After my previous blog posts where I mentioned natural trance states (“What is Hypnosis?” and “What is a Trance State?”), many people have asked me about naturally occurring trance states in day to day life. I thought rather than focus on these day-to-day activities, however, that I’d write about hypnotic phenomena as coping mechanisms to show that not only are these phenomena natural, but are ways anyone can respond to similar phenomena.
So, today, we’re going to talk about trauma-related symptoms.
Many survivors of trauma are able to disassociate incredibly well. This is a learned ability that allowed them to go through the experience or whatever residual traumas they had to deal with afterward. It’s particularly prevalent in adults who were abused or abandoned as children.
Not all people who can disassociate are trauma victims, however.
But people with this kind of ability can easily slide off into “other worlds” to escape things. Sometimes, they’ll have problems in their relationships because they’ll just disappear: space out, hyper-focused on their own issues, etc.
These are also hypnotic phenomena in their own right that are correlated with and often constitute this disassociation. First, time distortion: reliving traumatic memories/experiences as if they were happening.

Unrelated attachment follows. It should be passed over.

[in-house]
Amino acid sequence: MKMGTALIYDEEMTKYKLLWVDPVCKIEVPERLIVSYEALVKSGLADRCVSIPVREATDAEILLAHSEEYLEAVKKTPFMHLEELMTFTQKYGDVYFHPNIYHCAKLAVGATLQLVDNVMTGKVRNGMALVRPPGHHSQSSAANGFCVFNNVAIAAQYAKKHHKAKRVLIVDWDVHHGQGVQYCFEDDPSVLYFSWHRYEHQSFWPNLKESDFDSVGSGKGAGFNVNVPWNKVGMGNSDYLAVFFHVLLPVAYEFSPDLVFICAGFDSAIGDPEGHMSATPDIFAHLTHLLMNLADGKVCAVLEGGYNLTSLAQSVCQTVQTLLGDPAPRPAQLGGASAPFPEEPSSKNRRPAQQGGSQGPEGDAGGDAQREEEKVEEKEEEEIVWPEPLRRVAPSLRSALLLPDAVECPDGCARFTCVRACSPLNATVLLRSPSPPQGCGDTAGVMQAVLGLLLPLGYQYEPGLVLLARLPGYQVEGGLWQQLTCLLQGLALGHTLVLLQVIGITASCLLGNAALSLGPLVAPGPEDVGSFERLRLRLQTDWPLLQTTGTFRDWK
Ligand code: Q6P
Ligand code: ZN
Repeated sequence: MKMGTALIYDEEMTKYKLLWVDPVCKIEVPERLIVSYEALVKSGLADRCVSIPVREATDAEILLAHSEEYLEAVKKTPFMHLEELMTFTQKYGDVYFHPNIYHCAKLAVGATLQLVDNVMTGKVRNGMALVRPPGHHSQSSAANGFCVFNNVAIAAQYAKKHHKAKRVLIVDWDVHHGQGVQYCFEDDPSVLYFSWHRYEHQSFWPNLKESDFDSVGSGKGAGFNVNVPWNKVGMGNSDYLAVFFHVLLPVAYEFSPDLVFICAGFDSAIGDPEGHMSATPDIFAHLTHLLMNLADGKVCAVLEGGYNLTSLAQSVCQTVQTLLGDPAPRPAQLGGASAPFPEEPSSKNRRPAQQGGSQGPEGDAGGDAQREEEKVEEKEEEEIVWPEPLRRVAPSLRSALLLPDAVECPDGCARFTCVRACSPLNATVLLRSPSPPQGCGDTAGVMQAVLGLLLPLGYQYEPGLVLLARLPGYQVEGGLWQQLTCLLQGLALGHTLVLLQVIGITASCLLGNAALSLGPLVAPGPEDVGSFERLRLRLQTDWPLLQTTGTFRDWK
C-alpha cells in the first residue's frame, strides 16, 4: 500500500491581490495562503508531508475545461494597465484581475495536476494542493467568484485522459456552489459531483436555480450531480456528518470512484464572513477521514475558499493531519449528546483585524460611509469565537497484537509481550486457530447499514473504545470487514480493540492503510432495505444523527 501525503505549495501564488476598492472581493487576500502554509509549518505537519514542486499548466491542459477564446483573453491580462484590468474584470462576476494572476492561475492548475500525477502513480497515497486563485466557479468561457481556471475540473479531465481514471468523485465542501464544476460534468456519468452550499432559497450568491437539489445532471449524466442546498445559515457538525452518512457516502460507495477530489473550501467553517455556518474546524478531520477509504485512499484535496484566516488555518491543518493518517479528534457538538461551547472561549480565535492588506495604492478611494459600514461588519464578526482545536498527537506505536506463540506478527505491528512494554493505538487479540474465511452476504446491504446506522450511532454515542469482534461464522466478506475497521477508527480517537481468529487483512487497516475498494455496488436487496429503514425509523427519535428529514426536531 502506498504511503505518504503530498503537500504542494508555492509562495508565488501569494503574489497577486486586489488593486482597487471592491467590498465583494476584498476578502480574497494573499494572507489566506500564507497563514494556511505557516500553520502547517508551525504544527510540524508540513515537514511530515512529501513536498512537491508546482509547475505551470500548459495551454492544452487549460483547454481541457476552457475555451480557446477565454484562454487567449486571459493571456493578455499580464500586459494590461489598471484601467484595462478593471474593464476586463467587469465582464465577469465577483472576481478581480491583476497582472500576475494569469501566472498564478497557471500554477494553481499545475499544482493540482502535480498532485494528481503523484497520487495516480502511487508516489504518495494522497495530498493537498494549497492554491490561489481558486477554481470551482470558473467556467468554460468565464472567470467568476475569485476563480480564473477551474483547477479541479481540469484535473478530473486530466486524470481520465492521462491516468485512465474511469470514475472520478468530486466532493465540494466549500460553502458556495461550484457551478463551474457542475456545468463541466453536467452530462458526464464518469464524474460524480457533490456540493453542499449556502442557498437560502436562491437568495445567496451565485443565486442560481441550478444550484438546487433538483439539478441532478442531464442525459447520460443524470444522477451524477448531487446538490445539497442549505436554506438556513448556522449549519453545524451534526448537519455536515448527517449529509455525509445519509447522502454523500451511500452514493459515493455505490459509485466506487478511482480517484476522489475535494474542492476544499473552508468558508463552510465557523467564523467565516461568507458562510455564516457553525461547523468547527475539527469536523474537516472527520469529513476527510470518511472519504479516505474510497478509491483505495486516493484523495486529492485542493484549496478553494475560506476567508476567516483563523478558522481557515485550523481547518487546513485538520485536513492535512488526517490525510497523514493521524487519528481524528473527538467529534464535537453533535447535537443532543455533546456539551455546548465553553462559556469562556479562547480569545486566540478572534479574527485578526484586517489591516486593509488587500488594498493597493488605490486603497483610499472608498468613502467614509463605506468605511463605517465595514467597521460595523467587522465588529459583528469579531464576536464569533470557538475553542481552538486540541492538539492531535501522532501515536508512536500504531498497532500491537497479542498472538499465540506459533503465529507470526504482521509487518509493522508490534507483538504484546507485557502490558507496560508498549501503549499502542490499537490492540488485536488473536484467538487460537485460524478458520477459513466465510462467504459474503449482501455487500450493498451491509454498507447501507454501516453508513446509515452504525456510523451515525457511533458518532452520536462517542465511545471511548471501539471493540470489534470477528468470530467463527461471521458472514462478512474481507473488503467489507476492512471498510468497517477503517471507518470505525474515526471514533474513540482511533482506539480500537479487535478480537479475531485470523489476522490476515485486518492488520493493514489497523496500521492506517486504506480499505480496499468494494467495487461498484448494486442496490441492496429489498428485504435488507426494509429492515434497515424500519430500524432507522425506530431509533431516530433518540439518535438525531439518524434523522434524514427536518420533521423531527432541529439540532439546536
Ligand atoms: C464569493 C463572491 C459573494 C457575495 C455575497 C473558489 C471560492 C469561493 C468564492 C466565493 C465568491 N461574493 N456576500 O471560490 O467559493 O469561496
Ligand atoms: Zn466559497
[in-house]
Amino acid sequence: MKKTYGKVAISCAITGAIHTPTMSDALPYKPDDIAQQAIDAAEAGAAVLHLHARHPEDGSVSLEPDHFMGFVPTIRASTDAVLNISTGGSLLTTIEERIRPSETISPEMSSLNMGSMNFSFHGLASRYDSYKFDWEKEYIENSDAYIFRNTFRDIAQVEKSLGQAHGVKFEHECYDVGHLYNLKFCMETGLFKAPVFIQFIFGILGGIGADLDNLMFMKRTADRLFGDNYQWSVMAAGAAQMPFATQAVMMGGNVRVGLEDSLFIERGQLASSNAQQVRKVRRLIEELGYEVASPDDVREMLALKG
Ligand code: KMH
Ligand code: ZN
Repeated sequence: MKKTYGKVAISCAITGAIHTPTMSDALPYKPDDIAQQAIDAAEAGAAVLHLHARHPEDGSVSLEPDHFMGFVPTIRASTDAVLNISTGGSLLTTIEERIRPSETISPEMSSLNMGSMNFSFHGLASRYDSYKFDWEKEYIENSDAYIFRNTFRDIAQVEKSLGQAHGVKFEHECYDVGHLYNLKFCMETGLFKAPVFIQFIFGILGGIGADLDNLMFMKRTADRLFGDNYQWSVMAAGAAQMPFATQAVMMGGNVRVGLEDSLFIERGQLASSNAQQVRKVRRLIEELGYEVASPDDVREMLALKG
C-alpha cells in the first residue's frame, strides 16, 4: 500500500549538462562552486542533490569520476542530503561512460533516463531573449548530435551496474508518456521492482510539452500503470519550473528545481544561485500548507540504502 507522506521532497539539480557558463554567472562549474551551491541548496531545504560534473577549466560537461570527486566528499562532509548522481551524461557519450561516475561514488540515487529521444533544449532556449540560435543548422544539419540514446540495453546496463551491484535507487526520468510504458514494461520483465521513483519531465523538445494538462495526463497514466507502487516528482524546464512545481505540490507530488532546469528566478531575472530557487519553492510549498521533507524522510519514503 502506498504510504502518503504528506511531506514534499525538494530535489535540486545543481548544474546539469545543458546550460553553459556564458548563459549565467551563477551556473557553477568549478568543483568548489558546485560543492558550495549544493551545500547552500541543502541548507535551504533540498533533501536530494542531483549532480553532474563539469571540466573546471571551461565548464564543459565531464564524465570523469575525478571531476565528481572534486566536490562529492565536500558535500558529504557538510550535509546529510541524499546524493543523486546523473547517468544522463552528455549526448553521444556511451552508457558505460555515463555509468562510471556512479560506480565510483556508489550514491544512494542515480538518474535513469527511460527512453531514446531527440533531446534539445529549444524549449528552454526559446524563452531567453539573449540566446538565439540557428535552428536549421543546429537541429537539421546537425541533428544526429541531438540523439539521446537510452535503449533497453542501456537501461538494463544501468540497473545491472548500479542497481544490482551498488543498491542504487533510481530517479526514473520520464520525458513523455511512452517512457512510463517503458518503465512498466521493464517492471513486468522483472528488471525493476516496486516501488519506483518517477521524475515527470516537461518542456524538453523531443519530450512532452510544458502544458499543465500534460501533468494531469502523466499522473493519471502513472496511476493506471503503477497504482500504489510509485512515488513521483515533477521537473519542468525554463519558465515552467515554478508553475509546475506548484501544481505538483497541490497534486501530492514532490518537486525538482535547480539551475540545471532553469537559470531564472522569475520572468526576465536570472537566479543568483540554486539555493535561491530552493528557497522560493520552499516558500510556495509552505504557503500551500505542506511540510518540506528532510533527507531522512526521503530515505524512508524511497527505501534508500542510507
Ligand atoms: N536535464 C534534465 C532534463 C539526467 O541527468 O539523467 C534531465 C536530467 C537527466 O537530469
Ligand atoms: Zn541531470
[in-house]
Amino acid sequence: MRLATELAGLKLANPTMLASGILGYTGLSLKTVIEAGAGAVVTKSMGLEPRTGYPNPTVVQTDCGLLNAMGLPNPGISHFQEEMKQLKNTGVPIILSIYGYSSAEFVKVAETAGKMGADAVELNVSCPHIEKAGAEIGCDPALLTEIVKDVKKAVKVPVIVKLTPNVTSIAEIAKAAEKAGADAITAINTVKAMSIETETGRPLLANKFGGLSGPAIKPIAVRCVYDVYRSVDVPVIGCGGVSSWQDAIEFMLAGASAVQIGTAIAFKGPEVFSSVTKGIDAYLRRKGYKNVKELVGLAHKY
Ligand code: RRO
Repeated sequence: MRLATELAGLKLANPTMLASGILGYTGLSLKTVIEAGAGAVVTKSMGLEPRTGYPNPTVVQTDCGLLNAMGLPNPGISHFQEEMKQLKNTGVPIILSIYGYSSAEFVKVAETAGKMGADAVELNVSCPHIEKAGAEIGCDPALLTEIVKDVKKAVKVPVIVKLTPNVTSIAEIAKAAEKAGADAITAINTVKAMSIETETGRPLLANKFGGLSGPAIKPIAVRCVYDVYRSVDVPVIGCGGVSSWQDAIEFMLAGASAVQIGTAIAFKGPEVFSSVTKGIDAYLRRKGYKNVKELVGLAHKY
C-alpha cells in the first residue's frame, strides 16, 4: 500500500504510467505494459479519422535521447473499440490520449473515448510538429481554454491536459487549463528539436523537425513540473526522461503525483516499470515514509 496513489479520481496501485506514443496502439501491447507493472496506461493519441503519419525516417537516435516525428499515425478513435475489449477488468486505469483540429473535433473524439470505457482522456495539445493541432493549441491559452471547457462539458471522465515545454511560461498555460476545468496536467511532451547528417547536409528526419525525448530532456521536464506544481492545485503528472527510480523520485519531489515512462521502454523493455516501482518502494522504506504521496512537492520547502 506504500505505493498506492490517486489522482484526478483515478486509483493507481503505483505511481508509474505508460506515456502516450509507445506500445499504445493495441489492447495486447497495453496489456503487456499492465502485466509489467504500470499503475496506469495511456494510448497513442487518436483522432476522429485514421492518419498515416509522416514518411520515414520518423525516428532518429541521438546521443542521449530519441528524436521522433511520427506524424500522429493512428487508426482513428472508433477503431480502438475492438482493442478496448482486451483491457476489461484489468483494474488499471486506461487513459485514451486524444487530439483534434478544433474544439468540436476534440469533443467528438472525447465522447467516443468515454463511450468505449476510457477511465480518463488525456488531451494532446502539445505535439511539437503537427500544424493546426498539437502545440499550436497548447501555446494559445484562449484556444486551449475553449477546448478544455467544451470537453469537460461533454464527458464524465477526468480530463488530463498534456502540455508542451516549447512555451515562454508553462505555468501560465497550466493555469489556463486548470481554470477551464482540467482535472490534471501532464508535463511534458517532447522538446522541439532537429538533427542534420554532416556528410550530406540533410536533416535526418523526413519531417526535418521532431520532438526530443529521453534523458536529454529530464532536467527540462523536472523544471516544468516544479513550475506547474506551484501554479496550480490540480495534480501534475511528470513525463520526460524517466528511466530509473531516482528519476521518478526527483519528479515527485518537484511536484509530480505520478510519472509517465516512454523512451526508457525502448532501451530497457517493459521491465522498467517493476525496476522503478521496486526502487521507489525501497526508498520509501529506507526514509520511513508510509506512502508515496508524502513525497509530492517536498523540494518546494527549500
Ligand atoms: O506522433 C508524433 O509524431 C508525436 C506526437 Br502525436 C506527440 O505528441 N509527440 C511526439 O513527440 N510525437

Next, time expansion: feeling like something horrible is about to happen and feeling helpless to change.
Third, positive hallucination: negativity and projections of past in future.
Fourth, amnesia/negative hallucination: forgetting things that happened at any time, forgetting positive things (as part of negative narrative) or forgetting bad things from past.
Fifth, obsessive focus: being hyperfocused on bad things that happened, revenge, or future escape.
Sixth, hypnotic anchoring: tokens/items that fix it (“emotional crutches”) and things that pull you back to the memories (e.g. a black leather belt and child abuse).
Seventh, anesthesia: emotional numbing, inability to recall emotional memories, and inability to feel physical pain in emotionally intense situations.
Each of these (and a few others) are a window into the world of someone with trauma in their lives. And it shows how their minds utilized natural hypnotic phenomena as a means to cope with their life experiences–to make their lives livable. This is a really important thing for both a client and a therapist to realize: symptoms arise to help, not to harm. So, the key is to work it out from there: how can the mind help you in better ways?